Not long after Iván (Armando Espitia) meets and shares a passionate kiss with Gerardo (Christian Vasquez) in a gay bar outside the small Mexican town of Puebla, he talks on the phone to his mother, who tells him, “You sound different. I can almost hear your smile. Tell me who the lucky girl is.” It’s the mid-1990s, and the 20-something Iván, who has a son his ex-girlfriend is reluctant to let him see, dare not tell his mother, or anyone at all, that he’s falling in love with a man. The smile his mother senses is real but its source must remain a secret.
For I Carry You with Me (Te Llevo Conmigo), Oscar-nominated documentarian Heidi Ewing (Jesus Camp) creates an imperfect but moving narrative feature debut, finding inspiration in her friendship with the real-life Iván and Gerardo — footage of whom she cuts to extensively in the film’s final third. This structural leap is daring but it’s also jarring enough to throw you out of the film, unfortunately. The real-life couple, bless them, can’t quite compete with the glow cast by their fictionalized counterparts, played with quiet, haunting grace by Espitia and Vasquez.
In the most mundane of ways, Iván’s ex-girlfriend discovers he’s gay, prompting him to risk an illegal border crossing to America, and to New York, where he’s convinced he’ll quickly make enough money to be able to return to Mexico and not only fulfill his dream of owning his own restaurant but win custody of his son. Recognizing this plan as muddled and naive, Gerardo refuses to go with Iván but promises to remain true to him, a pledge he’ll end up going to great lengths to keep.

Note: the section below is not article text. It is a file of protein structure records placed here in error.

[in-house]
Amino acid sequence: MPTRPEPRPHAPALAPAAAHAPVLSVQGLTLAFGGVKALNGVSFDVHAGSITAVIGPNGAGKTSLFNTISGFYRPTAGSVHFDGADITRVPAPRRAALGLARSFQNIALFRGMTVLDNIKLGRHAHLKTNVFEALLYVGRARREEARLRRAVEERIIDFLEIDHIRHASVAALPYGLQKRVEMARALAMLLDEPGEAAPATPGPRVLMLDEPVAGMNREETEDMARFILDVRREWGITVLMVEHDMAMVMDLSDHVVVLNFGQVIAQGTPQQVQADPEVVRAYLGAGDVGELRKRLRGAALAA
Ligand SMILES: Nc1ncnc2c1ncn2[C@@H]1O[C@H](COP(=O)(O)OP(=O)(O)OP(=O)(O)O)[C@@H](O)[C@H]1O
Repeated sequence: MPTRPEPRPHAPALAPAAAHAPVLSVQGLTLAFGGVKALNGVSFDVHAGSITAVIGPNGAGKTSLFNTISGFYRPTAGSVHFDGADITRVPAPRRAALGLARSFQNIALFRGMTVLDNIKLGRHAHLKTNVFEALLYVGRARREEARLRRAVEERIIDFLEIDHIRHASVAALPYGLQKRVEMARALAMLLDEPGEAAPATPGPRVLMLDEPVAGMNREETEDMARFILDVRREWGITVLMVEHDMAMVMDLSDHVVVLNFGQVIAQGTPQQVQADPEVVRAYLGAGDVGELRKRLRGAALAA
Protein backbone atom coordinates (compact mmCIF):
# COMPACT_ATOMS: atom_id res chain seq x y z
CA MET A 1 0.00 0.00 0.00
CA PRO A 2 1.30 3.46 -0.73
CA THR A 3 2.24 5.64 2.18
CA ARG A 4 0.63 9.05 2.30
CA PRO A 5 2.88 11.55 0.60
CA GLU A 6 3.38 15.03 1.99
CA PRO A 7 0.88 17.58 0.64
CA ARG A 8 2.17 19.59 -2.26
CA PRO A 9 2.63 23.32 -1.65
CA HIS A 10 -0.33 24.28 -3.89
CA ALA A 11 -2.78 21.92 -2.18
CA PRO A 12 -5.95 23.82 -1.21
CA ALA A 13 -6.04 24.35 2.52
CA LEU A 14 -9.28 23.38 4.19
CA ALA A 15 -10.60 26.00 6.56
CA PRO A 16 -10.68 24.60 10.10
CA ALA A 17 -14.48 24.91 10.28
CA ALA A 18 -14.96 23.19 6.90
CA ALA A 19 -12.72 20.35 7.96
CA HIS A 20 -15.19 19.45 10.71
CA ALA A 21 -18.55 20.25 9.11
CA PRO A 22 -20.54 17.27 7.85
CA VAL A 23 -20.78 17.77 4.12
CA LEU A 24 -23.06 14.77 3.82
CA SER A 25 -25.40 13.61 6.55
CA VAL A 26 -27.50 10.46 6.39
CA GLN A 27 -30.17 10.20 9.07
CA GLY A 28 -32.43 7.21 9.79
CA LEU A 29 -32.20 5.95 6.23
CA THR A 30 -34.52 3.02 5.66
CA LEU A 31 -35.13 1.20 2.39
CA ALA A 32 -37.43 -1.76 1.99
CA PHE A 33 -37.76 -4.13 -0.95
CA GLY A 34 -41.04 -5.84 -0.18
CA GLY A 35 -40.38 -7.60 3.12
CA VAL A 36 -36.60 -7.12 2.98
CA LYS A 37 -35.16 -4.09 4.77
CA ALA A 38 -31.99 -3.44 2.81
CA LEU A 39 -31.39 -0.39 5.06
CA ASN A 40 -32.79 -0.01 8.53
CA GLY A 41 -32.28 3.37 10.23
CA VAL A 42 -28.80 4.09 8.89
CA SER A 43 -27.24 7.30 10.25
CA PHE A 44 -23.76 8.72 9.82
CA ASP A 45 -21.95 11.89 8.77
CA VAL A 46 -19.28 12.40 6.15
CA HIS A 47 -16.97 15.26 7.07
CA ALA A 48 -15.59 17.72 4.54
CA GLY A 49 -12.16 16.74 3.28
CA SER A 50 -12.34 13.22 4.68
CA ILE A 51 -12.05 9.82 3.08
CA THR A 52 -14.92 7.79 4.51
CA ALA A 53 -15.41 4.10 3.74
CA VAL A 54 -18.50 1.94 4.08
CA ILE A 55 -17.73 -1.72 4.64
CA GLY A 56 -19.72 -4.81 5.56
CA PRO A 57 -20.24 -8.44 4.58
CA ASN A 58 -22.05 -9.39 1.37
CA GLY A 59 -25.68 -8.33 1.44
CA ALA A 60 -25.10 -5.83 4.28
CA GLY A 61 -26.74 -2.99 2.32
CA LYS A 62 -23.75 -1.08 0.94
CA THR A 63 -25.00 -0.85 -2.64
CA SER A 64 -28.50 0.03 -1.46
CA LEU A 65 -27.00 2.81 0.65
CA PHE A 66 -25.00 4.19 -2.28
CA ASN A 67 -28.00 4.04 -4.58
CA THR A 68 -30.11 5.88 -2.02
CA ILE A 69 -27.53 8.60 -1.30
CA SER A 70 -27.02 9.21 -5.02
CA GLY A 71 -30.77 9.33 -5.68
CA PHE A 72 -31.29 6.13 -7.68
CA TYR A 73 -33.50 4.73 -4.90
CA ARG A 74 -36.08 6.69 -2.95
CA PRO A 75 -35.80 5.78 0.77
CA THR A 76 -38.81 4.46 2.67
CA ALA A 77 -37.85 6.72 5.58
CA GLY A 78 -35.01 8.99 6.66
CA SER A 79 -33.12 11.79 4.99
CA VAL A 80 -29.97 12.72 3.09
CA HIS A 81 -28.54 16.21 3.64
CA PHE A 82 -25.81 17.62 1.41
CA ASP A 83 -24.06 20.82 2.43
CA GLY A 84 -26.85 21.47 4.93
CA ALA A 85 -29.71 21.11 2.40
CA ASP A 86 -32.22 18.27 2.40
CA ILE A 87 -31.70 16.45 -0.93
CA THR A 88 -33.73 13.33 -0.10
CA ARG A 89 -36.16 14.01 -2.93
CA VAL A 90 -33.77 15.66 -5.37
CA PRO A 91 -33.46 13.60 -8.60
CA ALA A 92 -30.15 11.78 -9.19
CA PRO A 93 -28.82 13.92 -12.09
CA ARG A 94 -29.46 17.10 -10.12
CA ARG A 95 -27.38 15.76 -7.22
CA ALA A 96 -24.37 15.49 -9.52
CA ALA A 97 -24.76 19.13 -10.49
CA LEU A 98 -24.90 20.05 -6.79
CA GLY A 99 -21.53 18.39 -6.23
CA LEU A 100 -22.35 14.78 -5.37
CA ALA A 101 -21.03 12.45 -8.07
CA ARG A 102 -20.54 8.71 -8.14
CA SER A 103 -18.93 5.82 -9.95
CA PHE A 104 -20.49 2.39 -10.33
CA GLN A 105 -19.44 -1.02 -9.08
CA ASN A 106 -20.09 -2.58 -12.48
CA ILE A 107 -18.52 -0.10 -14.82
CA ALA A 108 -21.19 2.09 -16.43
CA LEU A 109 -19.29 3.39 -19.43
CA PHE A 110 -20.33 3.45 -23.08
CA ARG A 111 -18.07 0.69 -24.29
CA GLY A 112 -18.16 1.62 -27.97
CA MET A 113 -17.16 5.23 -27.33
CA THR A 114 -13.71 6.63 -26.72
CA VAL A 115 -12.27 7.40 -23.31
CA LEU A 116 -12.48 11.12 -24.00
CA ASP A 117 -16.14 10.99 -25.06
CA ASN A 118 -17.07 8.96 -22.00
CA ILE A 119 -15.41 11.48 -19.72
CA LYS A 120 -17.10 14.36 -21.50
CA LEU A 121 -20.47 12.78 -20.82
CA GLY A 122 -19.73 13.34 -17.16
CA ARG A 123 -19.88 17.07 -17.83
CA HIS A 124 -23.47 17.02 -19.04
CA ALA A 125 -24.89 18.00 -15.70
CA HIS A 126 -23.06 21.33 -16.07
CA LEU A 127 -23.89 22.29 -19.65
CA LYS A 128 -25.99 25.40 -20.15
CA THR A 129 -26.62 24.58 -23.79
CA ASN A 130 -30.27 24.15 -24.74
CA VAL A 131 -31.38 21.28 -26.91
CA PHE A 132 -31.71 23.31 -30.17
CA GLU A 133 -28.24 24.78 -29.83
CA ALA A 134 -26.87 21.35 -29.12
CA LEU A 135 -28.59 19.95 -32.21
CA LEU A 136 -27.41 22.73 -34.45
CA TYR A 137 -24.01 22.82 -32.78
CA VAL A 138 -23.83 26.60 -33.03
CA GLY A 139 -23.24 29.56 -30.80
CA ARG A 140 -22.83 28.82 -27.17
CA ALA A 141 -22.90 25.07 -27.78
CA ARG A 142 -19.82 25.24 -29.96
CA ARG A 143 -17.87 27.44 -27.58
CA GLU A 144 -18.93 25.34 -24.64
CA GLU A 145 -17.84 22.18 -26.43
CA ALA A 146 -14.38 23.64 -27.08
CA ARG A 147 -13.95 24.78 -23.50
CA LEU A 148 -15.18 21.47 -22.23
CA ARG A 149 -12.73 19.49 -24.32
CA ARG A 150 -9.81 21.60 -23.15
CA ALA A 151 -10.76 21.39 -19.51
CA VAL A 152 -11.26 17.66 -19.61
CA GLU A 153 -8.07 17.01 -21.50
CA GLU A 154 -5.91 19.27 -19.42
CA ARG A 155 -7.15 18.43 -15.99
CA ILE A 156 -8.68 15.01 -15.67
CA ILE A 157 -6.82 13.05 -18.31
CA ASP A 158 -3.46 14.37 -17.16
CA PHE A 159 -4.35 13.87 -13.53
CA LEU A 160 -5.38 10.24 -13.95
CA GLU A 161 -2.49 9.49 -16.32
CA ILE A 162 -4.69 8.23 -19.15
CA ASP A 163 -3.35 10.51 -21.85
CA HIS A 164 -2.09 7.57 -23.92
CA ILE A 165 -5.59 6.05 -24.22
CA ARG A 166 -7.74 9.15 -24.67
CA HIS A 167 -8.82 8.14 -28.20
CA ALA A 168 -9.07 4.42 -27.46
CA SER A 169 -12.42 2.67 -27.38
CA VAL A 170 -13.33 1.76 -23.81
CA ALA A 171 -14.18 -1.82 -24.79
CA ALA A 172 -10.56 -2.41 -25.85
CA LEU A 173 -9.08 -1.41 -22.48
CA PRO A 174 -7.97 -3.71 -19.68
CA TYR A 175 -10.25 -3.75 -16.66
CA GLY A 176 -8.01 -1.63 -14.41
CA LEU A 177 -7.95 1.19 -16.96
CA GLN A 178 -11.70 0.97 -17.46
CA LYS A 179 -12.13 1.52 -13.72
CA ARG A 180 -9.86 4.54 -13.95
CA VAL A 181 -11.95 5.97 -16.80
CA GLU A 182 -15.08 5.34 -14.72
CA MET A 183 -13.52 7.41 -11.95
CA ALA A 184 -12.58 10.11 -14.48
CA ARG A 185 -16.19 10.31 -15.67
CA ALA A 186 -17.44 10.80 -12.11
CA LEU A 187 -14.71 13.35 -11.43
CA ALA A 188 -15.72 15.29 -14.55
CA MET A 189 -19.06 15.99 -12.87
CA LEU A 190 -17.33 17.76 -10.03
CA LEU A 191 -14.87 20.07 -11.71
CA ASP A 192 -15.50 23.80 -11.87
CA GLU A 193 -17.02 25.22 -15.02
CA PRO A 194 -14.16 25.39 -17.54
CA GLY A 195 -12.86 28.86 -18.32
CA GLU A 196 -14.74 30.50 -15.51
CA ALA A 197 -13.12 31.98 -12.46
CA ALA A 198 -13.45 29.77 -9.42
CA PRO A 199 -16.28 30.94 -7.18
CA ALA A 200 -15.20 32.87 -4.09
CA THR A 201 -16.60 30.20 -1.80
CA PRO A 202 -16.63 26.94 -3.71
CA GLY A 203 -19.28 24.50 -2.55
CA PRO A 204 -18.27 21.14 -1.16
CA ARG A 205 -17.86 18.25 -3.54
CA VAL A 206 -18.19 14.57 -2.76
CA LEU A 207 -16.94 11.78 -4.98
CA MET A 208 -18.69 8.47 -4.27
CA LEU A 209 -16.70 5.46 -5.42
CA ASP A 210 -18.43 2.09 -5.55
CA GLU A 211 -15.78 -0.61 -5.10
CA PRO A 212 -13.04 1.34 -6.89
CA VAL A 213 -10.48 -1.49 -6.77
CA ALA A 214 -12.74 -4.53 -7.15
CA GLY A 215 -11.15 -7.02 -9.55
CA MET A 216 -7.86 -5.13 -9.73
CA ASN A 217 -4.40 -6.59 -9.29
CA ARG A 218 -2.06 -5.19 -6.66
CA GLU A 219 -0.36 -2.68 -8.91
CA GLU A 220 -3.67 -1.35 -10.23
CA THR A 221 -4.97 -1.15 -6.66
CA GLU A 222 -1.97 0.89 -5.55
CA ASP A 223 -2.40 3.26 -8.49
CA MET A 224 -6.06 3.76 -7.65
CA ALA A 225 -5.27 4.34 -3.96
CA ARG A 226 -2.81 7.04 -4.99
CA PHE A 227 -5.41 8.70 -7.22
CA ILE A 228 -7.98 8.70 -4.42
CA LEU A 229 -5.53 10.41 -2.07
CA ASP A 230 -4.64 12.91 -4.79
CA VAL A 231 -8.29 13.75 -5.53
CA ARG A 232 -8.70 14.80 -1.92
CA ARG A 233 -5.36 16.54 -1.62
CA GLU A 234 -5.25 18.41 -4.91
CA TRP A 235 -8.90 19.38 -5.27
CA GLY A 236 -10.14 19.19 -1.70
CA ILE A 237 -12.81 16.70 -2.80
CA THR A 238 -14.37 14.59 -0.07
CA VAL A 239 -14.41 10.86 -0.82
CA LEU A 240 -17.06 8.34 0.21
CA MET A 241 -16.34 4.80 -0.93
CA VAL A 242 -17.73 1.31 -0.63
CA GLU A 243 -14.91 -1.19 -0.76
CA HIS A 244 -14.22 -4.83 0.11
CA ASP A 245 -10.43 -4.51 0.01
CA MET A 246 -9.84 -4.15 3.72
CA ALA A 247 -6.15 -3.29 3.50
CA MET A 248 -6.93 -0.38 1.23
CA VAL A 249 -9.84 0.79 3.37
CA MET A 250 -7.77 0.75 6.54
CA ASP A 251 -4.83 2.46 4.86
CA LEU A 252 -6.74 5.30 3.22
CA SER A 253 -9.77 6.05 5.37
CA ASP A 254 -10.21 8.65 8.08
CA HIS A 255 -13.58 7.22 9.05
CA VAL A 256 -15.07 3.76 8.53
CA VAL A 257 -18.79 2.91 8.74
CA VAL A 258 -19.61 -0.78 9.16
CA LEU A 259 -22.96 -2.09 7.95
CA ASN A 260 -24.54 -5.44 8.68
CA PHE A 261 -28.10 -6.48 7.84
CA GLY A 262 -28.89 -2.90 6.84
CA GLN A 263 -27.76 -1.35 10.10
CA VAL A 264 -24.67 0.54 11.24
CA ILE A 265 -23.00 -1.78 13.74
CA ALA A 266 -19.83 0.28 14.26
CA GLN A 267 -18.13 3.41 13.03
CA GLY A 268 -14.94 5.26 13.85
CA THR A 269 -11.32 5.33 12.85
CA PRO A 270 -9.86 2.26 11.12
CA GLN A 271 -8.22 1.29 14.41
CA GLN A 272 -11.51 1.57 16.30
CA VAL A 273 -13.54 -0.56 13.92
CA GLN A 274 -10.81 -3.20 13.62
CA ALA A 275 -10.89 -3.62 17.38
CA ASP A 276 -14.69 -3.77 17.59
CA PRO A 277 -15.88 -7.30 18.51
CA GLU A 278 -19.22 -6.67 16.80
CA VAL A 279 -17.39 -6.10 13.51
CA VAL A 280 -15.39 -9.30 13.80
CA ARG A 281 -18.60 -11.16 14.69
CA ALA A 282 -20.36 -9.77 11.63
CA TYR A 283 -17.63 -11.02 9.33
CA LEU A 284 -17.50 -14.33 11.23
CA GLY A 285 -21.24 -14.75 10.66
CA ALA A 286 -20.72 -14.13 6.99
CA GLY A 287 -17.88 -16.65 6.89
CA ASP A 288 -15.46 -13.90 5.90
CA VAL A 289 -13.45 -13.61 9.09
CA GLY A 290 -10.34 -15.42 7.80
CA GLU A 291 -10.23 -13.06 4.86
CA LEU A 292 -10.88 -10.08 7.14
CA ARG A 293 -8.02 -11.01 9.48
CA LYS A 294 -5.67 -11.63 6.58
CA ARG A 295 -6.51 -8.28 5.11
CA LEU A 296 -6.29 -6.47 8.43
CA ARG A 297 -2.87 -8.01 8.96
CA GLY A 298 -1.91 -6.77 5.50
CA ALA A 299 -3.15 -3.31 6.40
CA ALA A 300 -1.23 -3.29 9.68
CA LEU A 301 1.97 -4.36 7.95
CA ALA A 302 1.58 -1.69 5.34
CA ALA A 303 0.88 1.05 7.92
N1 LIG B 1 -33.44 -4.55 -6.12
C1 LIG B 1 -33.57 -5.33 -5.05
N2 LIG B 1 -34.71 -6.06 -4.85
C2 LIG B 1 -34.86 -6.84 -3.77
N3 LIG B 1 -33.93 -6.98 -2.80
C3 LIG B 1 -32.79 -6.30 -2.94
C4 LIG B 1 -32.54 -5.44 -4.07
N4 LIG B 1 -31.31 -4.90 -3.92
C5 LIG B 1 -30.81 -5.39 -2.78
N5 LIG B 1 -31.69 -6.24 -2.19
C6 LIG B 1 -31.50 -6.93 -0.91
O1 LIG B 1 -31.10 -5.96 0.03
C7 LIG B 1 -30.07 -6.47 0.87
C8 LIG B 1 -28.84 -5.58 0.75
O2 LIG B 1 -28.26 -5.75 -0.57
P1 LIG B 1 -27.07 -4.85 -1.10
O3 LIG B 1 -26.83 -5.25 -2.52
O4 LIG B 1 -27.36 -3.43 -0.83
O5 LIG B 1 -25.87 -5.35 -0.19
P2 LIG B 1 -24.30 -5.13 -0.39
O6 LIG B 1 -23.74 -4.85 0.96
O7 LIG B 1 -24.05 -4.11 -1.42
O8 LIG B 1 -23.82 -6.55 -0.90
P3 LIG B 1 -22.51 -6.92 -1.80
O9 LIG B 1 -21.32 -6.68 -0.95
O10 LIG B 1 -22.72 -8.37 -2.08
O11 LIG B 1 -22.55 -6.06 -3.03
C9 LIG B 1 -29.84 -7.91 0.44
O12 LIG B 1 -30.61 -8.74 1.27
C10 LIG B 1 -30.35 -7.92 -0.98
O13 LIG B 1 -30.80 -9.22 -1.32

The film is at its best in its first hour, as Ewing and the gifted cinematographer, Juan Pablo Ramirez place the couple’s love against the shadowy half-light of clubs, rooftops, and one-lamp apartments. Their first kiss, the one that sets Iván to smiling, is framed by the filmmakers against the night sky, as if to suggest that these two men, and their burgeoning love, are an integral part of the natural landscape. It’s the most sensual kiss in recent film and the power of it carries Iván and Gerardo, and the film Ewing has made about them, forward through all the complications that follow.
Those complications include the lingering damage done by a father dismayed at having a gay son. “Aren’t you a man?” asks Gerardo’s enraged dad. Powerful too is the moment when Iván’s friend Sandra (Michelle Rodriguez), who accompanied him on the terrifying journey to America, admits that she’s miserable and longs to return to Mexico. “They hate us here,” she declares.
Thanks to Ewing’s gift for drawing deeply felt performances from a cast of relative newcomers, as well as an achingly plaintive score by the great Jay Wadley (Driveways), I Carry You with Me casts a dreamlike spell that not even the abrupt home stretch infusion of documentary footage can break. A love as deep and abiding as the one Iván and Gerardo share is destined, it would seem, to surmount all obstacles be they political or cinematic. ❖